I came across this article on the rescue I did a few years ago.
Teenager rewarded for dramatic surf rescue
“We just did it and it was done. It only sunk in later that oh yeah, we saved a guy’s life!” he said.
A voice screaming the word “danger” was the first Peter and his mate Drew Dainer knew something was wrong as they walked to Beagle Bay Beach on the quiet south coast town of Durras about 10 am on January 4. They quickly realised a man had been sucked out by a rip and was drowning about 200m out in the surf.
“He was just this tiny dot and you could see him every now and then because the waves would bob him up and down,” he said.
Peter and Drew quickly put on the flippers they had brought with them and headed out to the man on their bodyboards – a swim that took them about 15 minutes as they battled against breaking waves after first catching the rip out.
The teenagers were shocked at the man’s physical condition when they reached him.
“He was just white as a ghost and like jelly,” said Peter.
They then started the hard task of bringing the man in to the beach as well as assisting another man who had swum out to help the drowning man only to get trapped himself.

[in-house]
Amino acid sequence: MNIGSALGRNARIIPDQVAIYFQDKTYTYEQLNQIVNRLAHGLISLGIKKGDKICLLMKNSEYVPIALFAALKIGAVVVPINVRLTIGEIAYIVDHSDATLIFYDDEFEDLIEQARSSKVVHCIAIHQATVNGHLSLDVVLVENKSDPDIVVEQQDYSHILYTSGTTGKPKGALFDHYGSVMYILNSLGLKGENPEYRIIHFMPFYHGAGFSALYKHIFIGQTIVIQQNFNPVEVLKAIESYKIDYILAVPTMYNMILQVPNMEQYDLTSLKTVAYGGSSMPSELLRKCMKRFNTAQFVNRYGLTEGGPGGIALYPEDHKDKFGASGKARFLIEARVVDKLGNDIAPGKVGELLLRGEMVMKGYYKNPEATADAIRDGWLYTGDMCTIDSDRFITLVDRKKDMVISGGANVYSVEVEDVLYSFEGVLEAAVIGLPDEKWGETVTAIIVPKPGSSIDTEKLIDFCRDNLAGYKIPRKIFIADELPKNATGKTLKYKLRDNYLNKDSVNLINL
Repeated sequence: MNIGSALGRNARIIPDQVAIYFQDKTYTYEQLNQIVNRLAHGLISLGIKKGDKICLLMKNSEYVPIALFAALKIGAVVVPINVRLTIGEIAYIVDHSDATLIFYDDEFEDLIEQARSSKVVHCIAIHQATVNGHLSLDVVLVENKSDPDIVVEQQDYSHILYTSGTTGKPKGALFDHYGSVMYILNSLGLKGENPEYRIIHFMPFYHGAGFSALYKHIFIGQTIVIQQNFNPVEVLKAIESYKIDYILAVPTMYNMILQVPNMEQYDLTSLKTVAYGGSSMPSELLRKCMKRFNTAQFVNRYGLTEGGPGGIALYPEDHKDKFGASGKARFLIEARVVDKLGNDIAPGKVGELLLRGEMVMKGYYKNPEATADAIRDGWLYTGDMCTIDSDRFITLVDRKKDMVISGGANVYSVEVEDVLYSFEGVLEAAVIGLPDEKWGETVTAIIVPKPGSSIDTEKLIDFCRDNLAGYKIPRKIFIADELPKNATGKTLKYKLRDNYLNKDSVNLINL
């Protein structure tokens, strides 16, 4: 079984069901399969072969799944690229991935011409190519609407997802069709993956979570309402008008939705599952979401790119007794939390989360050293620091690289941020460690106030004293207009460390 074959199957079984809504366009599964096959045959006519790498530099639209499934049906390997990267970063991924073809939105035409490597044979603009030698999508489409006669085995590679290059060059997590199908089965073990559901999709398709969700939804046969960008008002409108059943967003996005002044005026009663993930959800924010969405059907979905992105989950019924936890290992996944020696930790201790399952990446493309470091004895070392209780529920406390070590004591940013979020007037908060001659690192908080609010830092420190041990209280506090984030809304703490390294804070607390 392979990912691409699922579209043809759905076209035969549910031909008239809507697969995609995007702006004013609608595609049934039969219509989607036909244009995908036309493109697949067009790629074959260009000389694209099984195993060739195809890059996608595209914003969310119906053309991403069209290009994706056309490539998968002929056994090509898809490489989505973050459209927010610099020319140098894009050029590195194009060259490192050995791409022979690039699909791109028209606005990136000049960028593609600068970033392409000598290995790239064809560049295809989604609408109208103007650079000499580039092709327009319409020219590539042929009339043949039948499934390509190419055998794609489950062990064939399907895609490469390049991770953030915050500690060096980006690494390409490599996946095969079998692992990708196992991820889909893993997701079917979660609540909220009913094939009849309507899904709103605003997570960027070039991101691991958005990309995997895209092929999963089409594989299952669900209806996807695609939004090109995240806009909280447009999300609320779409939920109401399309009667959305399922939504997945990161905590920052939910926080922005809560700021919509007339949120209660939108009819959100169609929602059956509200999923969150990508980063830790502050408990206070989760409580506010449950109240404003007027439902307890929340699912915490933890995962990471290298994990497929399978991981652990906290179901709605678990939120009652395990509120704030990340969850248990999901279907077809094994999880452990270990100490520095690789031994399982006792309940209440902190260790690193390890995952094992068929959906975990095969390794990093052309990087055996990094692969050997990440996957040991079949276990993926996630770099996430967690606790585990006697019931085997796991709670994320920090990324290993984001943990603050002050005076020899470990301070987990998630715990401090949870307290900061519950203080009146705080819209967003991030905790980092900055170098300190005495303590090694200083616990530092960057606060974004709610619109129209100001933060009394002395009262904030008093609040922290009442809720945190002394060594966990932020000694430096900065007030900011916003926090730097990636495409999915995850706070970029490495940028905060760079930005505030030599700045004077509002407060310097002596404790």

“We started kicking him in and it just seemed like forever,” said Peter, who had never been out that far in the surf in his life.
While all this was going on, a large crowd including Peter’s mum Mary was watching anxiously from the unpatrolled beach.
“I just stood there and watched and waited and hoped,” she said.
Peter and Drew eventually brought the man in – to a greeting of hugs and tears from relieved people on the beach.
Too physically exhausted to appreciate their efforts immediately after the rescue, Peter and Drew became minor celebrities in the tight-knit seaside town over the next few days. This status will be reignited on Monday when they are awarded Royal Life Saving Society Australia commendation certificates for their part in the rescue.
Not long after this, Peter and his family will head back to Durras for their Christmas holidays, an annual tradition Peter has taken part in since he was four years old – only this time he hopes it won’t be quite as action-packed as last year.